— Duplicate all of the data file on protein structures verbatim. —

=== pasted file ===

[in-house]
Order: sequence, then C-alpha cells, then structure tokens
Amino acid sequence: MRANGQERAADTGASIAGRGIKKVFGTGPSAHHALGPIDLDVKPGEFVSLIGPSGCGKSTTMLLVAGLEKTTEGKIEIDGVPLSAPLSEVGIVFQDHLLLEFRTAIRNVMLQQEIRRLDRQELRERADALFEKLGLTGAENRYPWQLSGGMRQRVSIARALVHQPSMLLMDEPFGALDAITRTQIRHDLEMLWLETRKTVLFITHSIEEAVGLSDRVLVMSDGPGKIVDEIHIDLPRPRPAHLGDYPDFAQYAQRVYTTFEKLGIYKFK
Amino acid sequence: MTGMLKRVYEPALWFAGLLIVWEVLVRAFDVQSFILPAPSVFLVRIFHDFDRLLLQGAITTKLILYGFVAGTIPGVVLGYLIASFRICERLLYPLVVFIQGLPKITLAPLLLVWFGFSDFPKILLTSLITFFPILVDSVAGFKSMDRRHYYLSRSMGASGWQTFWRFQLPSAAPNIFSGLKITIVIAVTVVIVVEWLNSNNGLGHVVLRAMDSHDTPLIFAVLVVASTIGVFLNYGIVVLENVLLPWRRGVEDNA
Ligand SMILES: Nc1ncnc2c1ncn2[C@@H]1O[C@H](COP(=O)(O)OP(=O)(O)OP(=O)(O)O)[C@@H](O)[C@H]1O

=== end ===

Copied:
[in-house]
Order: sequence, then C-alpha cells, then structure tokens
Amino acid sequence: MRANGQERAADTGASIAGRGIKKVFGTGPSAHHALGPIDLDVKPGEFVSLIGPSGCGKSTTMLLVAGLEKTTEGKIEIDGVPLSAPLSEVGIVFQDHLLLEFRTAIRNVMLQQEIRRLDRQELRERADALFEKLGLTGAENRYPWQLSGGMRQRVSIARALVHQPSMLLMDEPFGALDAITRTQIRHDLEMLWLETRKTVLFITHSIEEAVGLSDRVLVMSDGPGKIVDEIHIDLPRPRPAHLGDYPDFAQYAQRVYTTFEKLGIYKFK
Amino acid sequence: MTGMLKRVYEPALWFAGLLIVWEVLVRAFDVQSFILPAPSVFLVRIFHDFDRLLLQGAITTKLILYGFVAGTIPGVVLGYLIASFRICERLLYPLVVFIQGLPKITLAPLLLVWFGFSDFPKILLTSLITFFPILVDSVAGFKSMDRRHYYLSRSMGASGWQTFWRFQLPSAAPNIFSGLKITIVIAVTVVIVVEWLNSNNGLGHVVLRAMDSHDTPLIFAVLVVASTIGVFLNYGIVVLENVLLPWRRGVEDNA
Ligand SMILES: Nc1ncnc2c1ncn2[C@@H]1O[C@H](COP(=O)(O)OP(=O)(O)OP(=O)(O)O)[C@@H](O)[C@H]1O